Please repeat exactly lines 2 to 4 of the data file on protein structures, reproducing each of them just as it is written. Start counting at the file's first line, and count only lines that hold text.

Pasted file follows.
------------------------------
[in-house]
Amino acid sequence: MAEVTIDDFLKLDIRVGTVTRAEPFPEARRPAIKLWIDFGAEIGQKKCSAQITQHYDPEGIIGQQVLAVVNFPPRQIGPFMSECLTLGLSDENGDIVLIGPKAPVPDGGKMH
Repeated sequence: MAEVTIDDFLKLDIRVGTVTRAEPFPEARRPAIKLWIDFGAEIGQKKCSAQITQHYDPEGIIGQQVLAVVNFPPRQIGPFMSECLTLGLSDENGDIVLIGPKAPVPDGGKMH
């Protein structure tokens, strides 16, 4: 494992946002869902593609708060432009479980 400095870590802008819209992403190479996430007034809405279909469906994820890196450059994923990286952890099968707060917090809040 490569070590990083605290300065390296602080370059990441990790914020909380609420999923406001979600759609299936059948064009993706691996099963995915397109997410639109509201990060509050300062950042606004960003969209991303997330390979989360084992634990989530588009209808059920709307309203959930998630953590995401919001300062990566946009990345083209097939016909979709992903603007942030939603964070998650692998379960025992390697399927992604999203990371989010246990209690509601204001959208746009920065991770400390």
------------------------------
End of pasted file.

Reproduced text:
Amino acid sequence: MAEVTIDDFLKLDIRVGTVTRAEPFPEARRPAIKLWIDFGAEIGQKKCSAQITQHYDPEGIIGQQVLAVVNFPPRQIGPFMSECLTLGLSDENGDIVLIGPKAPVPDGGKMH
Repeated sequence: MAEVTIDDFLKLDIRVGTVTRAEPFPEARRPAIKLWIDFGAEIGQKKCSAQITQHYDPEGIIGQQVLAVVNFPPRQIGPFMSECLTLGLSDENGDIVLIGPKAPVPDGGKMH
């Protein structure tokens, strides 16, 4: 494992946002869902593609708060432009479980 400095870590802008819209992403190479996430007034809405279909469906994820890196450059994923990286952890099968707060917090809040 490569070590990083605290300065390296602080370059990441990790914020909380609420999923406001979600759609299936059948064009993706691996099963995915397109997410639109509201990060509050300062950042606004960003969209991303997330390979989360084992634990989530588009209808059920709307309203959930998630953590995401919001300062990566946009990345083209097939016909979709992903603007942030939603964070998650692998379960025992390697399927992604999203990371989010246990209690509601204001959208746009920065991770400390």